After generally expanding its disclosure requirements, the SEC has “noticed an increased trend in obtaining consent” per Rule 436, said Cheryl Tjon-Hing, a Valuation Specialist with the Office of the Chief Accountant at the SEC. (When a registration statement or prospectus cites an expert report or legal opinion, Rule 436 requires filing the expert’s written consent.)
An exception: Last summer, the SEC adopted broad new disclosure rules in executive compensation, effective at the end of 2006 (final version of the rules available here.) The new rules do not require expert consent in exec. comp. disclosures—but Tjon-Hing cautioned that this is the “only” exception to Rule 436. The SEC has just posted an FAQ on the new rules along with an update to its Compliance and Disclosure Interpretations.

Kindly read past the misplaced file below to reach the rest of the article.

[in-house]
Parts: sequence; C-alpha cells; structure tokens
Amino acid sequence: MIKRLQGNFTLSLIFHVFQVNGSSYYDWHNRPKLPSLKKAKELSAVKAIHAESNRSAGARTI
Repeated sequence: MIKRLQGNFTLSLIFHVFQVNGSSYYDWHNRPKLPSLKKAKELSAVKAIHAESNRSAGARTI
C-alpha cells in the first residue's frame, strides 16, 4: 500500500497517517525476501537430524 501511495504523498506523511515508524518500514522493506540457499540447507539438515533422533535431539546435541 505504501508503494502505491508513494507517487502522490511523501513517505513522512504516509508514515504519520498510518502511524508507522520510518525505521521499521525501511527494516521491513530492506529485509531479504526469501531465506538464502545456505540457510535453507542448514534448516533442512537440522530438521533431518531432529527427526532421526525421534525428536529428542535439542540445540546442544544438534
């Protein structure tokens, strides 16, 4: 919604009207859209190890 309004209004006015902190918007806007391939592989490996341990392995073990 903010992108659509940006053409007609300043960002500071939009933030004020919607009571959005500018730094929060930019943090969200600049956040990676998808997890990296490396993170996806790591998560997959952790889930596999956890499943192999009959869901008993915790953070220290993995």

Note: An excellent summary, “SEC Amends Rules on Executive Compensation Disclosure,” is in the current Insights (Willamette Management Associates), which dedicates the entire issue to reasonable compensation economic analyses.
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